The so-called ‘replication [or reproducibility] crisis’ in science has, in part, been blamed on the use of significance tests, or p-values, to derive whether or not a scientific discovery is 'significant'.
RSS Conference programme lead, Daniel Farewell, introduced the keynote session which offered a variety of perspectives on significance tests from leading experts on the subject. Deborah Mayo, a statistical scientist and philosopher from the Department of Philosophy at Virginia Tech is author of the book, Statistical inference as Severe Testing. Fellow Virginia Tech professor, Aris Spanos, who has authored many papers on the subject including ‘Severe testing as a basic concept in a Neyman–Pearson philosophy of induction’ with Deborah Mayo back in 2006, brought his perspective from the field of econometrics. Richard Morey from the School of Psychology at Cardiff University, and who has just published a paper ‘Beyond statistics: accepting the null hypothesis in mature sciences’, talked from his background in Bayesian statistics and experimental psychology. Last, but certainly not least, David Cox brought his unique perspectives as one of the most influential thinkers in modern statistics.
The October 2018 issue of Significance is out now in print and digital formats. In this issue, we explore the use of statistics in court. Judges and jurors are often asked to make sense of statistics. But data, probabilities and uncertainties are easily misunderstood or misused by those not trained to deal with them. Is education the answer? Or is greater oversight required? Nick Thieme considers the options for the US legal system.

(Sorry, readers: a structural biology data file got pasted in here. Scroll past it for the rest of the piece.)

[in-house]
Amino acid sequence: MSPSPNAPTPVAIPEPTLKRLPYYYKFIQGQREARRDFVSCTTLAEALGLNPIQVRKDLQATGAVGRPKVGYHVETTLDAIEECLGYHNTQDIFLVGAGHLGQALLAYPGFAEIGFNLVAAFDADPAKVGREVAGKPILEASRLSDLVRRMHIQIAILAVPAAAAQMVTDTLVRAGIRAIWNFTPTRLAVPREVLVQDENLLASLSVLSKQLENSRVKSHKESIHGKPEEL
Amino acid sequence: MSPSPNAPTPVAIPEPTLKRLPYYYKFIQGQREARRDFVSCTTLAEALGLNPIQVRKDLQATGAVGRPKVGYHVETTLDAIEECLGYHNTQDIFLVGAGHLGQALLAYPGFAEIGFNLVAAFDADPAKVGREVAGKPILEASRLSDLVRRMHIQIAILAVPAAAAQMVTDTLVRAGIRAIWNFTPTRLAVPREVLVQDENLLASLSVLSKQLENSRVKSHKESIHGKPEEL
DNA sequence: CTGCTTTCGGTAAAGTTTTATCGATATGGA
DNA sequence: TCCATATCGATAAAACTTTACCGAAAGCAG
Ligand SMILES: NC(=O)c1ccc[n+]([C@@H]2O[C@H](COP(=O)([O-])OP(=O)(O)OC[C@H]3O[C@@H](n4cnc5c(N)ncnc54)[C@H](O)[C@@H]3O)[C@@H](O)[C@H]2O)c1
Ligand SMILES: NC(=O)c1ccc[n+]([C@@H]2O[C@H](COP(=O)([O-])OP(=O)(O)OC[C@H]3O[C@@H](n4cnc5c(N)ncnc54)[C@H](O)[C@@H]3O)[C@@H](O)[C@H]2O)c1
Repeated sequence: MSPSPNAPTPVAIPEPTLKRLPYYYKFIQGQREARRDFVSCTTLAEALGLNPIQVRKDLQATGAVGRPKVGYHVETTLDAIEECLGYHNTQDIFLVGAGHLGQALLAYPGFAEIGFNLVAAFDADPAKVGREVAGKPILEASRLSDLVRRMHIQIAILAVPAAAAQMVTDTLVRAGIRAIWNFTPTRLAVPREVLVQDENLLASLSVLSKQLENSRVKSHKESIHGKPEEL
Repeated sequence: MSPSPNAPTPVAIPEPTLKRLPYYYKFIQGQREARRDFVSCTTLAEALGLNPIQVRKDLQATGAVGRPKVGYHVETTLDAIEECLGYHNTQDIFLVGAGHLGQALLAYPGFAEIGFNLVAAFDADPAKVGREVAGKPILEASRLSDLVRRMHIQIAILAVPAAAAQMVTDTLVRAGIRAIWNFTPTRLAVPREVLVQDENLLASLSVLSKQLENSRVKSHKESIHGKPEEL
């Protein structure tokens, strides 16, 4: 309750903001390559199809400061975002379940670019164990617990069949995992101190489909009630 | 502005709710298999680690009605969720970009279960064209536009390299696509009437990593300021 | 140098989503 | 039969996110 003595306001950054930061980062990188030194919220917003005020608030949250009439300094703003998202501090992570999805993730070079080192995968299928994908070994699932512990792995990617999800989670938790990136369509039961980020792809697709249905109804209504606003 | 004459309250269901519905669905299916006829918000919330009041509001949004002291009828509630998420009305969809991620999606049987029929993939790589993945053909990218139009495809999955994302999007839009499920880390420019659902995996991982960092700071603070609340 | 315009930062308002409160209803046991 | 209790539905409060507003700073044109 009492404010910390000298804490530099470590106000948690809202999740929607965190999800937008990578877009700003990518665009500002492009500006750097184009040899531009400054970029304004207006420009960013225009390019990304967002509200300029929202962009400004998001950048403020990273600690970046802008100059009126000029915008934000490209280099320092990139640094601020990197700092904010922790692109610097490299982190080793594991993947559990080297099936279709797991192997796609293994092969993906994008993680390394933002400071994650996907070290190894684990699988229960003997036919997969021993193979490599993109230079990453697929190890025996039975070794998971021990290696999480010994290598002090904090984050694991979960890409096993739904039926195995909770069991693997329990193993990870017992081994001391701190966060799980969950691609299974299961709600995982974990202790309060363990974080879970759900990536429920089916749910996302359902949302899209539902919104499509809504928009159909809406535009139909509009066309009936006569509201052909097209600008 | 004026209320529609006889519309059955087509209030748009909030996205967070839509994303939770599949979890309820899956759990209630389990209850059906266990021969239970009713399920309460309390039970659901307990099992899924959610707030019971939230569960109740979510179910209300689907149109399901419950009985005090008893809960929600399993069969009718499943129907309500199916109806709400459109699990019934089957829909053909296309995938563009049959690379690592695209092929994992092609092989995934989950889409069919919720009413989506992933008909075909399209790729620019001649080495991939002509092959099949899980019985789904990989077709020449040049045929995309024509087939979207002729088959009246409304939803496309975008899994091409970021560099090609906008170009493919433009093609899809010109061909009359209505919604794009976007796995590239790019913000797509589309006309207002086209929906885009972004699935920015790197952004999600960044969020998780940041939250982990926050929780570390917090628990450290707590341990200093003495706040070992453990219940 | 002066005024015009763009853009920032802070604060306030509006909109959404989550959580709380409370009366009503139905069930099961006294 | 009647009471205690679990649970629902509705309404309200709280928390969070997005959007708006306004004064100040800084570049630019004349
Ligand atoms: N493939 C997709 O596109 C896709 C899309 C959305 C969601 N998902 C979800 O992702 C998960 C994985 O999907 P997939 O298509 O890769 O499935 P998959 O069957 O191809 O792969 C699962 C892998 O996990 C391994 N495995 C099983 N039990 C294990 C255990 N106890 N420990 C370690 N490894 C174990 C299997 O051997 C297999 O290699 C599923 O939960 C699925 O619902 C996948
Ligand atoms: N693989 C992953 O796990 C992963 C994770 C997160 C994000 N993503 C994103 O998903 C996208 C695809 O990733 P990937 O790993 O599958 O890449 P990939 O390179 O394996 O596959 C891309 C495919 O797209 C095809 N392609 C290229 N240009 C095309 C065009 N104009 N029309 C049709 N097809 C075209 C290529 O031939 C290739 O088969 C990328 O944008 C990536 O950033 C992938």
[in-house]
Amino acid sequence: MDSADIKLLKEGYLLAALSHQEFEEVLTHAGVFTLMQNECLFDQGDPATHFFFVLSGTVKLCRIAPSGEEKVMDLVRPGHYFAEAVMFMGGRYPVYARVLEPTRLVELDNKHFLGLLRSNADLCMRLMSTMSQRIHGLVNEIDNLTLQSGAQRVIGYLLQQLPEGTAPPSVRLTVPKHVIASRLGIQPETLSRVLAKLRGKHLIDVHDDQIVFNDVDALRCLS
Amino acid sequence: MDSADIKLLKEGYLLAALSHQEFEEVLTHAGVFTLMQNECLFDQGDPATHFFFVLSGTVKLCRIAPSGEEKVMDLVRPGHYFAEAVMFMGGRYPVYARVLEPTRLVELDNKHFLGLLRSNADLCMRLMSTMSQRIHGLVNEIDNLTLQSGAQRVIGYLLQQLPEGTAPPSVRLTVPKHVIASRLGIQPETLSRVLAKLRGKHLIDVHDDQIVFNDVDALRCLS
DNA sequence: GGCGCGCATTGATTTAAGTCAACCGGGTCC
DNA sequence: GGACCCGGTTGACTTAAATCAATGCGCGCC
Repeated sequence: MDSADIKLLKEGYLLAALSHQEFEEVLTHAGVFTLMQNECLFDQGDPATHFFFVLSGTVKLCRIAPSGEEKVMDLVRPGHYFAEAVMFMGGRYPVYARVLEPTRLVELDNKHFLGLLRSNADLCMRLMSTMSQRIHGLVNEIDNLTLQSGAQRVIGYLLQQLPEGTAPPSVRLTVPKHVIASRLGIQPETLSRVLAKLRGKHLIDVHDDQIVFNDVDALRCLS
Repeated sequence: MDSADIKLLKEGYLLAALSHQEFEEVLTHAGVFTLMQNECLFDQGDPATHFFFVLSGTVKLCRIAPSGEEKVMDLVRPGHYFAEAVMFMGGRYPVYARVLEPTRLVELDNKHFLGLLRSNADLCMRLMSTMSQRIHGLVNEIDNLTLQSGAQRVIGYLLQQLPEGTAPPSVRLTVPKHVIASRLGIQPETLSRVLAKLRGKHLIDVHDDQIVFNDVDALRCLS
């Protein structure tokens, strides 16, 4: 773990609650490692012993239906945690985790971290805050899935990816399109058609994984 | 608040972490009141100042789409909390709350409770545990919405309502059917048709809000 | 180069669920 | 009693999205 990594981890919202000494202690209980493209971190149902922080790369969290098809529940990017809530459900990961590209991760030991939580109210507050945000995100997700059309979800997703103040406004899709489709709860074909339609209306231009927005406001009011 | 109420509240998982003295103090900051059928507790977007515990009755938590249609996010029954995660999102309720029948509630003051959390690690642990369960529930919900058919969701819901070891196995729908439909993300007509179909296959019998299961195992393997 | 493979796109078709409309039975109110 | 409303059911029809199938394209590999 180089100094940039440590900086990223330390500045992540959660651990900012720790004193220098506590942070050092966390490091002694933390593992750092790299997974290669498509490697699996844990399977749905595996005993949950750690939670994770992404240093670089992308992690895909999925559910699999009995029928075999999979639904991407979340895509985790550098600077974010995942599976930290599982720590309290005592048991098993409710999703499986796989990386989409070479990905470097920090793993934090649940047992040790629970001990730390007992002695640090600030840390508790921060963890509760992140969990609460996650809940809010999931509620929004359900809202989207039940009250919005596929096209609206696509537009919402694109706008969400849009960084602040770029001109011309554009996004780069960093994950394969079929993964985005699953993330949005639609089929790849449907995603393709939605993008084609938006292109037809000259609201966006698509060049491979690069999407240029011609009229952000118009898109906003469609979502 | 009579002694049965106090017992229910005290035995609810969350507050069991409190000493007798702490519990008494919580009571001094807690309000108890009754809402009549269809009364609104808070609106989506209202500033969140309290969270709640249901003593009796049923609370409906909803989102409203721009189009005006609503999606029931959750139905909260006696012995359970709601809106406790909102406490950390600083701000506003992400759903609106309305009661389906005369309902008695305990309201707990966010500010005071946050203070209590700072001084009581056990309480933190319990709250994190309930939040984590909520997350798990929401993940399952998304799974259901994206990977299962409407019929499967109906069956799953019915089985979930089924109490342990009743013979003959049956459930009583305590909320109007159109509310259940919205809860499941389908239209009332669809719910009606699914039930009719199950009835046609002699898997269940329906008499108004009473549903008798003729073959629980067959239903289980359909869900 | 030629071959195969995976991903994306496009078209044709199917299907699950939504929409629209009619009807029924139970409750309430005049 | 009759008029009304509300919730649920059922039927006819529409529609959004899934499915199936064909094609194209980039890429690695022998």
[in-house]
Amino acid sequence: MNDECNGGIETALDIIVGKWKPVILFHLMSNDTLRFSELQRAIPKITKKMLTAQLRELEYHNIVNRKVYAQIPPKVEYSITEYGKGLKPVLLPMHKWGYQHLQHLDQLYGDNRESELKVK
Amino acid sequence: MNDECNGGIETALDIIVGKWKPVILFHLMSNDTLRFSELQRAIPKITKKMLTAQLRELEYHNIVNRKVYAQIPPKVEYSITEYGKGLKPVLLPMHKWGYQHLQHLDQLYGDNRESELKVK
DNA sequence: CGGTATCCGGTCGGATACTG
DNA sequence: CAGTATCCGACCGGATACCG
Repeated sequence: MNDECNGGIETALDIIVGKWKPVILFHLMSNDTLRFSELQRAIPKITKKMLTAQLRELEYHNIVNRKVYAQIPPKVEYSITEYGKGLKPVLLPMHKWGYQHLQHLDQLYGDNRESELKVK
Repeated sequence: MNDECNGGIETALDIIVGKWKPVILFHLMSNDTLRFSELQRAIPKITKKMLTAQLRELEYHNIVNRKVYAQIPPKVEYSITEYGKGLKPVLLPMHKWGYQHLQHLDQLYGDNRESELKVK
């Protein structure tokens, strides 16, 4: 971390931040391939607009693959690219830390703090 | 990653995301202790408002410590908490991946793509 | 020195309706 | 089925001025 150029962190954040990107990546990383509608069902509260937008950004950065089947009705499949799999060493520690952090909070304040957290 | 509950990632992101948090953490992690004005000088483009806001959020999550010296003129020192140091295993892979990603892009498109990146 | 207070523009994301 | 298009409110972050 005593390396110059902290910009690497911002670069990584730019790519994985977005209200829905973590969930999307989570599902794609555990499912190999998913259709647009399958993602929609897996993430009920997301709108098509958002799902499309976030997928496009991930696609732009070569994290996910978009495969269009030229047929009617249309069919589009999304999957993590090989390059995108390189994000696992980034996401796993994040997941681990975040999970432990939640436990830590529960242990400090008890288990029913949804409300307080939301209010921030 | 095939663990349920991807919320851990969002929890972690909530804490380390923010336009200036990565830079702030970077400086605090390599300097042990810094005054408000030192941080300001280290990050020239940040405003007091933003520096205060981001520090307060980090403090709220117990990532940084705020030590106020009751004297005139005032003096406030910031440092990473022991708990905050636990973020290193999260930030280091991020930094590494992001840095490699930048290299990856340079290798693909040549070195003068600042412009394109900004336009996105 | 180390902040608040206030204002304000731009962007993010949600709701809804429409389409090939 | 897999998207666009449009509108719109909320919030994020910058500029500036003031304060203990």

Then, continuing the legal theme, Jonny Jacobsen takes us back to the 1990s, when British miners were fighting for compensation for diseases linked to coal dust exposure. Epidemiology and statistics were essential to the miners’ case, so defendants sought to cast doubt on the data – and it fell to Jonny’s father, the late Michael Jacobsen, to argue that the research was sound. With a high concentration of cases of 'black lung' disease recently reported among miners in southwest Virginia, this historical account is a timely tale.
The RSS conference poster exhibition gives early career researchers the opportunity to present their research at conference, and talk about their work with conference attendees.
Last year, we introduced a new rapid-fire talks section for those new to presenting their research, where each speaker had five-minutes to present their research. This section proved so popular we integrated it as a key part of the conference.
The RSS has issued a strongly worded statement regarding the Department for Education's 'misuse' of statistics regarding government funding of education.
RSS President, Sir David Spiegelhalter, said: 'The Department for Education has had multiple warnings over the years about misusing statistics. For a Department that is in charge of the nation’s numerical skills, this is getting embarrassing. Ministers need to get a grip and ensure they use numbers in a trustworthy way.
'As the UK Statistics Authority has shown, the DfE has recently been using statistics selectively, in a way that can rightly be termed "spinning".'
The RSS has just signed an agreement with the Partnership in Statistics for Development in the 21st Century (PARIS21) to enable RSS fellows to volunteer their time and statistical expertise to help low-income countries develop their statistical systems.
PARIS21 is an international body established by the UN, EC, OECD, International Monetary Fund, and World Bank back in 1999 to promote better use and production of statistics throughout the developing world. The new agreement will allow RSS fellows to provide technical assistance to specific PARIS21 assignments to strengthen statistical systems in developing and emerging economies.